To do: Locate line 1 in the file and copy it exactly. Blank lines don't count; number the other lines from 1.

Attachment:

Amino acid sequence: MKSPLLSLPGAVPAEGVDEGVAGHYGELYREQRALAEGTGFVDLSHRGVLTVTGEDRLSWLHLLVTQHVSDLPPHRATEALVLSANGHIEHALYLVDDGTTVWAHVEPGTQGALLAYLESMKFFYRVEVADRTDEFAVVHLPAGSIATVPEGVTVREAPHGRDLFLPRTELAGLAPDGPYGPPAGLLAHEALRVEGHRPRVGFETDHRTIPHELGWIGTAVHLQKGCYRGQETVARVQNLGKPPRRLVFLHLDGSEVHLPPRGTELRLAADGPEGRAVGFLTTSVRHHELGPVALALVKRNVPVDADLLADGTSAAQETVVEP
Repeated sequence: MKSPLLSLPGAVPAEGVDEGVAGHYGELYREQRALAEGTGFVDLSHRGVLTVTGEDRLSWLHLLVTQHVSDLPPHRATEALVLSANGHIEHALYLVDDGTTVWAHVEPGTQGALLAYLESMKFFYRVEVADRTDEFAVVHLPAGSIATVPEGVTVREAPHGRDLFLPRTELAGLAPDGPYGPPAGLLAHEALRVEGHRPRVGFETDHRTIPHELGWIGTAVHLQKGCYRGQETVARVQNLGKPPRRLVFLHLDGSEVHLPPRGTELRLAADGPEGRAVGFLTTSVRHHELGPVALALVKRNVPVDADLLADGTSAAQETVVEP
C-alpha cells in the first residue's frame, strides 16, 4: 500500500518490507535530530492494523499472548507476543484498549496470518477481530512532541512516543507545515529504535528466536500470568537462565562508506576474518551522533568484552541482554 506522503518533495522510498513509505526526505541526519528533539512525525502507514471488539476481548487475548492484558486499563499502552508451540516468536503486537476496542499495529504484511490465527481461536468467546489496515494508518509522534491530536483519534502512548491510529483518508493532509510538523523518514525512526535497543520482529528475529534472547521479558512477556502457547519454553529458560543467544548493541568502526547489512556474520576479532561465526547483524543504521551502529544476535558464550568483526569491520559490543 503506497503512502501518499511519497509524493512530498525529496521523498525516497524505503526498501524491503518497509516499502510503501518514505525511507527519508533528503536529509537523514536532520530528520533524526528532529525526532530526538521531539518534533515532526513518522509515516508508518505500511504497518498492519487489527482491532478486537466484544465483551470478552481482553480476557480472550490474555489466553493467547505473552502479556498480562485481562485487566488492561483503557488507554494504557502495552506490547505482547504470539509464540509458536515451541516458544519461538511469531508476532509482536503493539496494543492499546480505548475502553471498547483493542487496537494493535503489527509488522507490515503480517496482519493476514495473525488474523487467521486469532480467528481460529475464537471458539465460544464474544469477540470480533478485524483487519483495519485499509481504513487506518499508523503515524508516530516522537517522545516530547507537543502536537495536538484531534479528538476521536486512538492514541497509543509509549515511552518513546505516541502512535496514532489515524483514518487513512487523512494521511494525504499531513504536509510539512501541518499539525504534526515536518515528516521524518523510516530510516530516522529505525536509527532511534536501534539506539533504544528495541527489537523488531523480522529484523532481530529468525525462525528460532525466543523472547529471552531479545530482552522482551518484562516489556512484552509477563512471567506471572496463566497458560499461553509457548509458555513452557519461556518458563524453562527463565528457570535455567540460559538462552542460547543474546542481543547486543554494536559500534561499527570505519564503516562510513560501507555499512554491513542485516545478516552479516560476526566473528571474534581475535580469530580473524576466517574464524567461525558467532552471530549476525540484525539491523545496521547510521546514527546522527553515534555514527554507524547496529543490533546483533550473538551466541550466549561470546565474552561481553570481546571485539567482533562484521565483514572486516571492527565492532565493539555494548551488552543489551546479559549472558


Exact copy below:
Amino acid sequence: MKSPLLSLPGAVPAEGVDEGVAGHYGELYREQRALAEGTGFVDLSHRGVLTVTGEDRLSWLHLLVTQHVSDLPPHRATEALVLSANGHIEHALYLVDDGTTVWAHVEPGTQGALLAYLESMKFFYRVEVADRTDEFAVVHLPAGSIATVPEGVTVREAPHGRDLFLPRTELAGLAPDGPYGPPAGLLAHEALRVEGHRPRVGFETDHRTIPHELGWIGTAVHLQKGCYRGQETVARVQNLGKPPRRLVFLHLDGSEVHLPPRGTELRLAADGPEGRAVGFLTTSVRHHELGPVALALVKRNVPVDADLLADGTSAAQETVVEP